Websites for Selling Prints of Art and Photography on the Internet
Zazzle has over 350 different items available for imprinting artwork and designs, with more being added all the time. Products include key-chains, post cards, greeting cards, badges, ipod cases, t-shirts, mugs, posters, wrapped canvas, and much more. Users can create their own free store with unlimited items, and also enjoy unlimited storage. Zazzle also has many promotional tools to make it easy for artists to promote their store.
CafepressThere are currently 3 million virtual shops at Cafepress. Items include such products as t-shirts, mugs, iphone cases, canvas prints, etc. Cafepress also owns Imagekind – which is a print on demand service specifically for fine artists and photographers. Free stores allow the posting of 80 items for sale, but only one from each type of product. But, a premium store, with a monthly membership fee, will get you unlimited products and highly customizable virtual shops. All products also have a base price and mark-up which can be set by the artist.
Fine Art AmericaFine Art America is free for posting of up to 25 images to sell as prints in their print on demand program. This may be very limited for many artists, but they do have an upgrade option, which includes unlimited uploads and more for a very affordable $30 a year. Artists can choose any mark-up and sell their art as canvas prints, poster prints, and even greeting cards. There are also various framing options for online shoppers. Fine Art America also has many promotional tools, such as a shopping cart for your Facebook page, art groups, contests, art blogs, ordering catalogs, and more.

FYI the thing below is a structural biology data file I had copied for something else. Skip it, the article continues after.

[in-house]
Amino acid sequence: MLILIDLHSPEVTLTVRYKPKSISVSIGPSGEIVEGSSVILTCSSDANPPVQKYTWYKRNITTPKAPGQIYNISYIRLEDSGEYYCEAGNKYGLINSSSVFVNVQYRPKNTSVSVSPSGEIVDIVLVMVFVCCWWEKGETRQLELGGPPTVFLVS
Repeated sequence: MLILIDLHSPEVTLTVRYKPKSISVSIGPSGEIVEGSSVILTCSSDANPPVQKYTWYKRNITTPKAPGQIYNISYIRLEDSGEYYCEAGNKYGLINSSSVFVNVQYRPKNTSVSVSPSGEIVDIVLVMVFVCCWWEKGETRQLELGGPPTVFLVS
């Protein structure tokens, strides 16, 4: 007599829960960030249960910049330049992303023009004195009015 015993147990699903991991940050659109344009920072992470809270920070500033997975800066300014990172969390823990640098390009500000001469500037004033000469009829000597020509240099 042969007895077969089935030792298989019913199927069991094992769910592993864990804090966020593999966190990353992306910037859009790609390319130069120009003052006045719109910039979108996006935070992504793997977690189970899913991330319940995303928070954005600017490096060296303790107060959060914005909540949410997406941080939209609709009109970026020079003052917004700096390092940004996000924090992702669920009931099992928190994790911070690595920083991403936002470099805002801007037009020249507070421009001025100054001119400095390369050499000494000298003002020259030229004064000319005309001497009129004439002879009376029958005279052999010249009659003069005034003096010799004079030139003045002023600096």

RedbubbleOn the surface, Redbubble has much of the same features as Fine Art America – ability to set mark-up and sell prints directly from your Redbubble page.
Redbubble does carry a wider range of products though – t-shirts, stickers, greeting cards, iPod cases, calendars, post cards, posters, and kids clothing.
Redbubble is also completely free, and artists can post and sell unlimited artworks through this print on demand website.